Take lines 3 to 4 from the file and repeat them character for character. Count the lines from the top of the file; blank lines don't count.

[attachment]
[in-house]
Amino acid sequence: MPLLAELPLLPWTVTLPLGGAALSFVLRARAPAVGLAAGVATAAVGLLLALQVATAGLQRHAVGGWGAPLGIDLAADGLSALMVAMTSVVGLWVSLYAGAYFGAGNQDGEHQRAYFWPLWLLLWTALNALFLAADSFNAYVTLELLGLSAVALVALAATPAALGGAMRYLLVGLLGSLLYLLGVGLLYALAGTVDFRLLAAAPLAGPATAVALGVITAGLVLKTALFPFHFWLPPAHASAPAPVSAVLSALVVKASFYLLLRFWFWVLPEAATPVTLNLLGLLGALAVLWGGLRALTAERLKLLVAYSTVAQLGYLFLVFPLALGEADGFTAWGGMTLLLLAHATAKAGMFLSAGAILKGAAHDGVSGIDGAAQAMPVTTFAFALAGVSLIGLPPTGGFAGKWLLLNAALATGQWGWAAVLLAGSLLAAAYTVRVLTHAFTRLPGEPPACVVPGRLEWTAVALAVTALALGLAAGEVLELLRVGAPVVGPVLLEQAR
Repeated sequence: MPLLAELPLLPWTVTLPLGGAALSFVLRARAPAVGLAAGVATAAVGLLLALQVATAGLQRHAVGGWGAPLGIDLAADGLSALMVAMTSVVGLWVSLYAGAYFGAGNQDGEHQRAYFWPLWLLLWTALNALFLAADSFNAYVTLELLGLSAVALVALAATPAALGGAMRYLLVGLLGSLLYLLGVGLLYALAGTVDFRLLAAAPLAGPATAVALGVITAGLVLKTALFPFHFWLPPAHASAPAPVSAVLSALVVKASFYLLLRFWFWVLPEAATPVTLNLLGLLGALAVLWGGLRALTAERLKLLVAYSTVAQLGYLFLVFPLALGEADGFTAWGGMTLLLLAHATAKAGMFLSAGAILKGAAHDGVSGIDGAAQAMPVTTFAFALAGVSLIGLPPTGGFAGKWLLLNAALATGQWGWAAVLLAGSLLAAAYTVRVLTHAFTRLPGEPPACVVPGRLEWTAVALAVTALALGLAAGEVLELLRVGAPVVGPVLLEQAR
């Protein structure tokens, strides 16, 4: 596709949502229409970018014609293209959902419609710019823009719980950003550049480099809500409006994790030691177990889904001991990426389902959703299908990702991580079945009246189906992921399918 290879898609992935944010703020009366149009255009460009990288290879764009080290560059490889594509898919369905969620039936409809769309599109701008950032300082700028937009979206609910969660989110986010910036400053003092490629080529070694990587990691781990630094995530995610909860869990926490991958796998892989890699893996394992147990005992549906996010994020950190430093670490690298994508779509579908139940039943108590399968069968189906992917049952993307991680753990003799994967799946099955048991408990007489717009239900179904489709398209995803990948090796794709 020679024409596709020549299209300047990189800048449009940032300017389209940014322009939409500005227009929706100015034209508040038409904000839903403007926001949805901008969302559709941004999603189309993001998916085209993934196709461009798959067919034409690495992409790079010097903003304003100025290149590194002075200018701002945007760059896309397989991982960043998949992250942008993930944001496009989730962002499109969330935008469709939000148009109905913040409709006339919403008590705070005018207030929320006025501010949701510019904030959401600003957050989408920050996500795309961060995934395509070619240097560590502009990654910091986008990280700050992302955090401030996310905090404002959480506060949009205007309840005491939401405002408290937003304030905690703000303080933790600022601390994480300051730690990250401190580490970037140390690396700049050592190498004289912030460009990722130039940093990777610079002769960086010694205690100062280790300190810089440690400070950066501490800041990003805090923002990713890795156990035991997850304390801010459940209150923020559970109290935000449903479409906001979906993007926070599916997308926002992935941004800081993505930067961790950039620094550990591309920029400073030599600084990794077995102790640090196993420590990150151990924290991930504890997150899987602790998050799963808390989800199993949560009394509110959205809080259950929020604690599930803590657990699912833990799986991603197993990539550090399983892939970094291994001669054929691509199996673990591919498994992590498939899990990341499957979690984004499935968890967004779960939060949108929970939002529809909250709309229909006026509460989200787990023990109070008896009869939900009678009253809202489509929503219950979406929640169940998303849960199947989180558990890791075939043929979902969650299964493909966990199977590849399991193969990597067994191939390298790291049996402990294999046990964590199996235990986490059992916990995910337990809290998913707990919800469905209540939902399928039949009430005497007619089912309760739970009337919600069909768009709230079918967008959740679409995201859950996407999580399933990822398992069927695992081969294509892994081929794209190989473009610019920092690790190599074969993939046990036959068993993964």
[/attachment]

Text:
Repeated sequence: MPLLAELPLLPWTVTLPLGGAALSFVLRARAPAVGLAAGVATAAVGLLLALQVATAGLQRHAVGGWGAPLGIDLAADGLSALMVAMTSVVGLWVSLYAGAYFGAGNQDGEHQRAYFWPLWLLLWTALNALFLAADSFNAYVTLELLGLSAVALVALAATPAALGGAMRYLLVGLLGSLLYLLGVGLLYALAGTVDFRLLAAAPLAGPATAVALGVITAGLVLKTALFPFHFWLPPAHASAPAPVSAVLSALVVKASFYLLLRFWFWVLPEAATPVTLNLLGLLGALAVLWGGLRALTAERLKLLVAYSTVAQLGYLFLVFPLALGEADGFTAWGGMTLLLLAHATAKAGMFLSAGAILKGAAHDGVSGIDGAAQAMPVTTFAFALAGVSLIGLPPTGGFAGKWLLLNAALATGQWGWAAVLLAGSLLAAAYTVRVLTHAFTRLPGEPPACVVPGRLEWTAVALAVTALALGLAAGEVLELLRVGAPVVGPVLLEQAR
């Protein structure tokens, strides 16, 4: 596709949502229409970018014609293209959902419609710019823009719980950003550049480099809500409006994790030691177990889904001991990426389902959703299908990702991580079945009246189906992921399918 290879898609992935944010703020009366149009255009460009990288290879764009080290560059490889594509898919369905969620039936409809769309599109701008950032300082700028937009979206609910969660989110986010910036400053003092490629080529070694990587990691781990630094995530995610909860869990926490991958796998892989890699893996394992147990005992549906996010994020950190430093670490690298994508779509579908139940039943108590399968069968189906992917049952993307991680753990003799994967799946099955048991408990007489717009239900179904489709398209995803990948090796794709 020679024409596709020549299209300047990189800048449009940032300017389209940014322009939409500005227009929706100015034209508040038409904000839903403007926001949805901008969302559709941004999603189309993001998916085209993934196709461009798959067919034409690495992409790079010097903003304003100025290149590194002075200018701002945007760059896309397989991982960043998949992250942008993930944001496009989730962002499109969330935008469709939000148009109905913040409709006339919403008590705070005018207030929320006025501010949701510019904030959401600003957050989408920050996500795309961060995934395509070619240097560590502009990654910091986008990280700050992302955090401030996310905090404002959480506060949009205007309840005491939401405002408290937003304030905690703000303080933790600022601390994480300051730690990250401190580490970037140390690396700049050592190498004289912030460009990722130039940093990777610079002769960086010694205690100062280790300190810089440690400070950066501490800041990003805090923002990713890795156990035991997850304390801010459940209150923020559970109290935000449903479409906001979906993007926070599916997308926002992935941004800081993505930067961790950039620094550990591309920029400073030599600084990794077995102790640090196993420590990150151990924290991930504890997150899987602790998050799963808390989800199993949560009394509110959205809080259950929020604690599930803590657990699912833990799986991603197993990539550090399983892939970094291994001669054929691509199996673990591919498994992590498939899990990341499957979690984004499935968890967004779960939060949108929970939002529809909250709309229909006026509460989200787990023990109070008896009869939900009678009253809202489509929503219950979406929640169940998303849960199947989180558990890791075939043929979902969650299964493909966990199977590849399991193969990597067994191939390298790291049996402990294999046990964590199996235990986490059992916990995910337990809290998913707990919800469905209540939902399928039949009430005497007619089912309760739970009337919600069909768009709230079918967008959740679409995201859950996407999580399933990822398992069927695992081969294509892994081929794209190989473009610019920092690790190599074969993939046990036959068993993964």